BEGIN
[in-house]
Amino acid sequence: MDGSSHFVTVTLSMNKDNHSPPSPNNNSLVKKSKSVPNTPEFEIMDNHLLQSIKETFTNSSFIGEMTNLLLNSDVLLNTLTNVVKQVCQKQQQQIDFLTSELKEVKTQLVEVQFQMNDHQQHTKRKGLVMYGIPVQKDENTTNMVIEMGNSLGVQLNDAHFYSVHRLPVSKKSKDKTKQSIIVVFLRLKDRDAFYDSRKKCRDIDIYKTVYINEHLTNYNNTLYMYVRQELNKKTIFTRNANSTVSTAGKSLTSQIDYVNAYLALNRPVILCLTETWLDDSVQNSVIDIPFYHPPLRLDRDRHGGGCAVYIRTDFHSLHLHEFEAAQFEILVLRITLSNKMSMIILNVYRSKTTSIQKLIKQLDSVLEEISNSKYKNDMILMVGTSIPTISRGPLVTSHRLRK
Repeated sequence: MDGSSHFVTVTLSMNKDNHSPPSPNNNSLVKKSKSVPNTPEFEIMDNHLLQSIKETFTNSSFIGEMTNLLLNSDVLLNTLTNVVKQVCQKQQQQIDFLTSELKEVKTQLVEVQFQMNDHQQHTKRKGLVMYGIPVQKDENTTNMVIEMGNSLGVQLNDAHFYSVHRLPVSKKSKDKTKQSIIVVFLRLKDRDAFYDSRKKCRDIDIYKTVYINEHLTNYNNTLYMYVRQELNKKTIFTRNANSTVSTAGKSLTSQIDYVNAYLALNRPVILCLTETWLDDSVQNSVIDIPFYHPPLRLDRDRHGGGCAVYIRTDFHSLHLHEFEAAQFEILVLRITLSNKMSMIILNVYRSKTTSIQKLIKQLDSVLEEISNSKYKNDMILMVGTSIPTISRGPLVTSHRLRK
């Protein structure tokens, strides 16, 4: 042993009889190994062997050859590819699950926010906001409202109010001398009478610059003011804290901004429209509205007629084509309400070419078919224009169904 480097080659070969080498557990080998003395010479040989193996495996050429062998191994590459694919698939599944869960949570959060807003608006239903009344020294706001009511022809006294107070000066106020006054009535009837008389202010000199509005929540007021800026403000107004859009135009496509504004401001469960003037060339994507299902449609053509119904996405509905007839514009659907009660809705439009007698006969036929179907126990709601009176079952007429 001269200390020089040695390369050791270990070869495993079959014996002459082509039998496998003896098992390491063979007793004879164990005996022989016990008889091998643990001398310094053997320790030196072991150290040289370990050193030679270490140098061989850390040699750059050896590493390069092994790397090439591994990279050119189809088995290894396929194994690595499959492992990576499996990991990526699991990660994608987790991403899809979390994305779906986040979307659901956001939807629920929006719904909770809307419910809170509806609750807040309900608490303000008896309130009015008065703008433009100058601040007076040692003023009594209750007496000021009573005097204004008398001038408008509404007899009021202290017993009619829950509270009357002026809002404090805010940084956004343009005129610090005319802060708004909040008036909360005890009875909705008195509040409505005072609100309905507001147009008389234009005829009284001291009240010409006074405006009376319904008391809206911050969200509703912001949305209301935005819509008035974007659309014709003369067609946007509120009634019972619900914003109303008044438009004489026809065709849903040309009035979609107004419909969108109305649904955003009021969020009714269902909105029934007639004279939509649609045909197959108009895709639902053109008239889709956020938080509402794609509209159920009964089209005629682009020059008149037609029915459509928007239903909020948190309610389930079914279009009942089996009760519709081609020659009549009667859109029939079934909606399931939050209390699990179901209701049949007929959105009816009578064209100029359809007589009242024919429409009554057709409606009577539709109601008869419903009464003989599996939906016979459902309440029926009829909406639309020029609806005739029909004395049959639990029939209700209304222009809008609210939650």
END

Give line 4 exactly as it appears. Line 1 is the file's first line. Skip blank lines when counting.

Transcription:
């Protein structure tokens, strides 16, 4: 042993009889190994062997050859590819699950926010906001409202109010001398009478610059003011804290901004429209509205007629084509309400070419078919224009169904 480097080659070969080498557990080998003395010479040989193996495996050429062998191994590459694919698939599944869960949570959060807003608006239903009344020294706001009511022809006294107070000066106020006054009535009837008389202010000199509005929540007021800026403000107004859009135009496509504004401001469960003037060339994507299902449609053509119904996405509905007839514009659907009660809705439009007698006969036929179907126990709601009176079952007429 001269200390020089040695390369050791270990070869495993079959014996002459082509039998496998003896098992390491063979007793004879164990005996022989016990008889091998643990001398310094053997320790030196072991150290040289370990050193030679270490140098061989850390040699750059050896590493390069092994790397090439591994990279050119189809088995290894396929194994690595499959492992990576499996990991990526699991990660994608987790991403899809979390994305779906986040979307659901956001939807629920929006719904909770809307419910809170509806609750807040309900608490303000008896309130009015008065703008433009100058601040007076040692003023009594209750007496000021009573005097204004008398001038408008509404007899009021202290017993009619829950509270009357002026809002404090805010940084956004343009005129610090005319802060708004909040008036909360005890009875909705008195509040409505005072609100309905507001147009008389234009005829009284001291009240010409006074405006009376319904008391809206911050969200509703912001949305209301935005819509008035974007659309014709003369067609946007509120009634019972619900914003109303008044438009004489026809065709849903040309009035979609107004419909969108109305649904955003009021969020009714269902909105029934007639004279939509649609045909197959108009895709639902053109008239889709956020938080509402794609509209159920009964089209005629682009020059008149037609029915459509928007239903909020948190309610389930079914279009009942089996009760519709081609020659009549009667859109029939079934909606399931939050209390699990179901209701049949007929959105009816009578064209100029359809007589009242024919429409009554057709409606009577539709109601008869419903009464003989599996939906016979459902309440029926009829909406639309020029609806005739029909004395049959639990029939209700209304222009809008609210939650």